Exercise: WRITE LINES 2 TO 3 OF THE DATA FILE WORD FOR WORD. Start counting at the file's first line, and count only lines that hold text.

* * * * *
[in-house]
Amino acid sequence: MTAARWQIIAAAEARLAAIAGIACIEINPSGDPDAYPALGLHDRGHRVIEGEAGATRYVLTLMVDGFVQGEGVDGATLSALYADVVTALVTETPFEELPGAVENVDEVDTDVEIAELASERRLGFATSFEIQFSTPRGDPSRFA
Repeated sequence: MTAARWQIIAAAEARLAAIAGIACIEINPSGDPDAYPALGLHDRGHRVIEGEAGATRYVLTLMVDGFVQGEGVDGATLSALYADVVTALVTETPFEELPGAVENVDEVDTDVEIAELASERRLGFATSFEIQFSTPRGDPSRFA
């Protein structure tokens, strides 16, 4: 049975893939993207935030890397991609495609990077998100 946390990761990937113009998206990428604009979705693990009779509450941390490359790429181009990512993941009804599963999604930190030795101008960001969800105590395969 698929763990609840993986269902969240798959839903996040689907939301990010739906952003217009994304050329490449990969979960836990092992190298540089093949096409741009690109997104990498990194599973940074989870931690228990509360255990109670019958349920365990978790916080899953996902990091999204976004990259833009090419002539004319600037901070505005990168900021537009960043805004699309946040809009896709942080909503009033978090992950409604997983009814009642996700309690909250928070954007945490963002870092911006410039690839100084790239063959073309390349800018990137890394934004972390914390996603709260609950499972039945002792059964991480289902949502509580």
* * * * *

Amino acid sequence: MTAARWQIIAAAEARLAAIAGIACIEINPSGDPDAYPALGLHDRGHRVIEGEAGATRYVLTLMVDGFVQGEGVDGATLSALYADVVTALVTETPFEELPGAVENVDEVDTDVEIAELASERRLGFATSFEIQFSTPRGDPSRFA
Repeated sequence: MTAARWQIIAAAEARLAAIAGIACIEINPSGDPDAYPALGLHDRGHRVIEGEAGATRYVLTLMVDGFVQGEGVDGATLSALYADVVTALVTETPFEELPGAVENVDEVDTDVEIAELASERRLGFATSFEIQFSTPRGDPSRFA